Ann Pettifor

Do Tax Revenues Finance Government Spending?

The Economist had a piece  on Britain’s tax base in its 25th January edition. It begins with a reference to Denis Healey’s speech to the 1973 Labour conference, in which he promised that tax increases  would be met with “howls of anguish” from everyone, not just the rich. As it happens, I have been reviewing the record of Labour Chancellors this last week. With the exception of Hugh Dalton, they were all financially orthodox, and almost all resorted to raising taxes and cutting government spending. In other words, they believed that government budgets were like household budgets, and government expenditure could only be financed by raising taxes.  They felt it imperative to be remembered as “prudent” Chancellors, committed to “balancing the government’s books”. – above all else.  None of them succeeded of course, because Chancellors and their governments, no matter how powerful, popular or smart, cannot ‘balance the books’. Only the economy can. By which I mean that the balance of the government’s “books” is determined by the health and prosperity of the economy as a whole – including that of the private sector. If those Labour Chancellors had focussed on strengthening investment, productivity and employment – they would have raised more money from taxes, and would have had a much better chance of ‘balancing the government’s books’.

When the economy is powering along, when investment and employment and wages are high, when interest rates are low, and banks are supporting the real economy,  not just gambling on property price rises – then hey presto, the government’s books ‘balance’. When the economy is weak, when investment falls, and employment is low, or insecure, or low-paid; when private indebtedness and real rates of interest are high and the finance sector out of control – then government revenues from taxation will fall, and the government’s books will not balance.  If the government encourages workers to take up self-employment, insecure work on zero hour contracts – then invariably the government’s tax base narrows further. This is like sawing off the branch of a tree supporting the government. George Osborne as Chancellor in the 2010-2016 Coalition and Conservative governments, was skilled at sawing off the tax revenue ‘branch’ on which the Treasury was perched.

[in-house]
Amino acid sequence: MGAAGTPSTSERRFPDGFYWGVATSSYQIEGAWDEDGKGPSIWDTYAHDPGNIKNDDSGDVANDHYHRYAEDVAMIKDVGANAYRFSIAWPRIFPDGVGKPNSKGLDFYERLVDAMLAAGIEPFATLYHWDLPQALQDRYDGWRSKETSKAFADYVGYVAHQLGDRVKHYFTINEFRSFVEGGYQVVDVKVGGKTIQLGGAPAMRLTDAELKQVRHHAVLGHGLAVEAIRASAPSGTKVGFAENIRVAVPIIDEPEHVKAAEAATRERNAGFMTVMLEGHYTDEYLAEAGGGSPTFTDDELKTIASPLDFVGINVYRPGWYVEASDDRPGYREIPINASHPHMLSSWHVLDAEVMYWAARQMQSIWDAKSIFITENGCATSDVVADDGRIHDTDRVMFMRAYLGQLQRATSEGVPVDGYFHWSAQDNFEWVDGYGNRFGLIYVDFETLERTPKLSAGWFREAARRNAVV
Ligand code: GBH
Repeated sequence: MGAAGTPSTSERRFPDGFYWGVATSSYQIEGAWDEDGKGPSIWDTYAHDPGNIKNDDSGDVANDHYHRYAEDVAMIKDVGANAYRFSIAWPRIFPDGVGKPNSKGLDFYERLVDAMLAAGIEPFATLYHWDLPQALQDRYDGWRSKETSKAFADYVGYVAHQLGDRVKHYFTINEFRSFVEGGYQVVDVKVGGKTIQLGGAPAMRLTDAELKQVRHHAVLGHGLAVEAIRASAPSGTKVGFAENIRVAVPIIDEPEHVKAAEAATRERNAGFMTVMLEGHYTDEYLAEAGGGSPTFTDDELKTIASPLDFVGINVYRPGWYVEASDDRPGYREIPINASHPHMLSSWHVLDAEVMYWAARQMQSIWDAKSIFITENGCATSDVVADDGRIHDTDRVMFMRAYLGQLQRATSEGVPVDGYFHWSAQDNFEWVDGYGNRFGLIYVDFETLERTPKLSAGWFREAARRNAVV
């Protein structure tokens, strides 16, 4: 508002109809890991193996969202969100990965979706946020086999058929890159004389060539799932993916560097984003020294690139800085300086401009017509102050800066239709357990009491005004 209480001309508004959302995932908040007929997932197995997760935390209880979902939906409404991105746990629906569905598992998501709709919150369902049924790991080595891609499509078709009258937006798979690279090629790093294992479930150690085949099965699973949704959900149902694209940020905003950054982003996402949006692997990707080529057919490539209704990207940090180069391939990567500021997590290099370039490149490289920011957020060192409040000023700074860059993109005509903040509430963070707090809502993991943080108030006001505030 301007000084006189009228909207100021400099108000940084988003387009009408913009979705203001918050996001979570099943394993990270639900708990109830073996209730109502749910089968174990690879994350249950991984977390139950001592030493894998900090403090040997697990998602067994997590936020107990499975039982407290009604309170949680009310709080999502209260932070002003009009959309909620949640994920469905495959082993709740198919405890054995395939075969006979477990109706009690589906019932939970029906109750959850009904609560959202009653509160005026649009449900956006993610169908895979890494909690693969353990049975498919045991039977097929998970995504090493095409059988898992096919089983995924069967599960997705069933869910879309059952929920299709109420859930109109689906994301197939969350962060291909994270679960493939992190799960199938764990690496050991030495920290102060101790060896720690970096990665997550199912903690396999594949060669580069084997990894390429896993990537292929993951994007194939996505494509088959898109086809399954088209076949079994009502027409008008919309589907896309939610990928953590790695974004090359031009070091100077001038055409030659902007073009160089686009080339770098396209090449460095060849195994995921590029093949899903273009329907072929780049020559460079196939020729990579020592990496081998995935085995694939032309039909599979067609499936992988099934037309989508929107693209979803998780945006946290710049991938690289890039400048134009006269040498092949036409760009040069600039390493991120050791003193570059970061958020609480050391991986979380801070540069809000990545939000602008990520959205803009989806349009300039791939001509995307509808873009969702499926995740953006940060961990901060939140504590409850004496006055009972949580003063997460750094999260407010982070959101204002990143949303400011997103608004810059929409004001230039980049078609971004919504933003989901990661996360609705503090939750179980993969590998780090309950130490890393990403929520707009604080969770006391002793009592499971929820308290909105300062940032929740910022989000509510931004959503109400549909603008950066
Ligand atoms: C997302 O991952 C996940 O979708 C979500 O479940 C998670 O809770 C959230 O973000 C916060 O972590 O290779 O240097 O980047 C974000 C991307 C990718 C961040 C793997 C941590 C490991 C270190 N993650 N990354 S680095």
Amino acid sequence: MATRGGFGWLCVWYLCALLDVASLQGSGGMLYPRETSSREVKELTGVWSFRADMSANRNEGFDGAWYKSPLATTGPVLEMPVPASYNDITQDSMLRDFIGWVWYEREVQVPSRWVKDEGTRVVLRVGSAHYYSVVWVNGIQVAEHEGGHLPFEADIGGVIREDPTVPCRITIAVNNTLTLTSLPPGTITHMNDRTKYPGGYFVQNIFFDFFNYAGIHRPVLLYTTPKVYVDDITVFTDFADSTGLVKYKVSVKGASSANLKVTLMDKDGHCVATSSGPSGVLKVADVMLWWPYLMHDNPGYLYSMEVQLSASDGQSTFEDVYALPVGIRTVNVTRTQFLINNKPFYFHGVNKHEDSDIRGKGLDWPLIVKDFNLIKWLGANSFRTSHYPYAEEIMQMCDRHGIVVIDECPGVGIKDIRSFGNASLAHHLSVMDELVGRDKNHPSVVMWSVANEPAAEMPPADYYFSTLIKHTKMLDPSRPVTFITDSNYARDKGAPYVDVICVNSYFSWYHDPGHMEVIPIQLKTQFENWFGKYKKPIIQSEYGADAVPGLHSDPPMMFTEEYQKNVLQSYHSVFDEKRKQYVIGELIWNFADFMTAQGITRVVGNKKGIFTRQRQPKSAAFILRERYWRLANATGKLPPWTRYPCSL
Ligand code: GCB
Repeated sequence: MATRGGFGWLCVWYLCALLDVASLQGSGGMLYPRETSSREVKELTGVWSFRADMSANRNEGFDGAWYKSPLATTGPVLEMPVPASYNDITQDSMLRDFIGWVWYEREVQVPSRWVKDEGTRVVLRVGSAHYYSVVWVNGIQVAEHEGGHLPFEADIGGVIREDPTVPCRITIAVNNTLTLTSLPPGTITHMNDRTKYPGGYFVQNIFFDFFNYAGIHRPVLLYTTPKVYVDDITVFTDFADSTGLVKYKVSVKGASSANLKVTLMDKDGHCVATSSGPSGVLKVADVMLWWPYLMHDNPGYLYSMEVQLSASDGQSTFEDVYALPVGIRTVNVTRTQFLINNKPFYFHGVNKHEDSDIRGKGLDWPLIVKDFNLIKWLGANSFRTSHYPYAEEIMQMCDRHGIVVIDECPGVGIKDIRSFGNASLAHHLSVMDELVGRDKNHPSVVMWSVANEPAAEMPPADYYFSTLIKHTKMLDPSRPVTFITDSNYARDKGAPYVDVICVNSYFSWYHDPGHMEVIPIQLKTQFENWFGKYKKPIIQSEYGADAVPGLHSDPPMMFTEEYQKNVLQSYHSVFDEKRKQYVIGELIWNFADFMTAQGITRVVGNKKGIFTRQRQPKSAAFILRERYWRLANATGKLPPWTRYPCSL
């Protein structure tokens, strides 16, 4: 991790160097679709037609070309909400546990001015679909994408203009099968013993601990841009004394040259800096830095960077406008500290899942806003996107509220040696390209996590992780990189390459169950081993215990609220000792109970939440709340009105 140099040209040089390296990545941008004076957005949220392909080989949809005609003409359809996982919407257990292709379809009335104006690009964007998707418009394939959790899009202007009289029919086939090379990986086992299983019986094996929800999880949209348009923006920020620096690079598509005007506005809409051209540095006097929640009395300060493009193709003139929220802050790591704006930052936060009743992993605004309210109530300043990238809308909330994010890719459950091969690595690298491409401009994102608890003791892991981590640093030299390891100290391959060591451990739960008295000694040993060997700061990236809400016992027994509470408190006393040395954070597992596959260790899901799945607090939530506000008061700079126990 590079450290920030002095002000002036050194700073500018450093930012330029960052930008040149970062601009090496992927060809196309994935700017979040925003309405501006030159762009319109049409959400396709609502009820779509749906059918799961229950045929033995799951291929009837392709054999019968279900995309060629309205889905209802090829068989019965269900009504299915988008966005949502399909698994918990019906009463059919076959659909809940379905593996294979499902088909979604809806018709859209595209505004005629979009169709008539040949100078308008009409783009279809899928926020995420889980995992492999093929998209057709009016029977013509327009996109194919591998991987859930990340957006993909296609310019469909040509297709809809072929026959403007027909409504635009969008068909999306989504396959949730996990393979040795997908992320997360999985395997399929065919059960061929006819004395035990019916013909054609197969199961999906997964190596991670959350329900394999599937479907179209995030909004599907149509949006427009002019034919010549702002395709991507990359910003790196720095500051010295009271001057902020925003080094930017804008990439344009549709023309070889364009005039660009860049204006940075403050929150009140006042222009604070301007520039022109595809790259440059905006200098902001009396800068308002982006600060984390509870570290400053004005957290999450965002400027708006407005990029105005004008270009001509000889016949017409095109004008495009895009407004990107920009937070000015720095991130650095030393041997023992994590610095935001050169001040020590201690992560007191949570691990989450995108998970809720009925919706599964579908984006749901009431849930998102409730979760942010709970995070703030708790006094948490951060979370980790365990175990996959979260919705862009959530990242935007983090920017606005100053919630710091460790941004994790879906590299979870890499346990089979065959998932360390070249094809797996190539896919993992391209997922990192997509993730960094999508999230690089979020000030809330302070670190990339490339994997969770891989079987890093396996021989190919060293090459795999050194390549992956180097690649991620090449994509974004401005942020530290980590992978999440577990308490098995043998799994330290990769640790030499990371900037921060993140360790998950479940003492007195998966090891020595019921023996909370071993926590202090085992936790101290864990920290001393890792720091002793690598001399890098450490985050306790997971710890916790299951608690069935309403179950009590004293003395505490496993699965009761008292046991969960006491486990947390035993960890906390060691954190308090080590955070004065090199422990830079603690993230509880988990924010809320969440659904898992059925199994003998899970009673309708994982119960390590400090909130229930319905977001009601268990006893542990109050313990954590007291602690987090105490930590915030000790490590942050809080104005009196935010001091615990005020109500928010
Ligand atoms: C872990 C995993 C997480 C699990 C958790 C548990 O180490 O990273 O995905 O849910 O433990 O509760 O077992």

One big argument against raising taxes in today’s weak economic environment is that such a move will drain income (tax revenues) from an economy which is already weak –  constrained by high levels of private debt; by low productivity, low levels of investment and low incomes. (Wages have still not recovered to pre-crisis levels). While it will always be right to ensure that the rich pay taxes, and that HMRC is resourced to tackle tax avoidance, draining more income from the weakened economy – at this point in time – would not be wise. What the economy desperately needs is the injection of more finance and investment, not the extraction of income.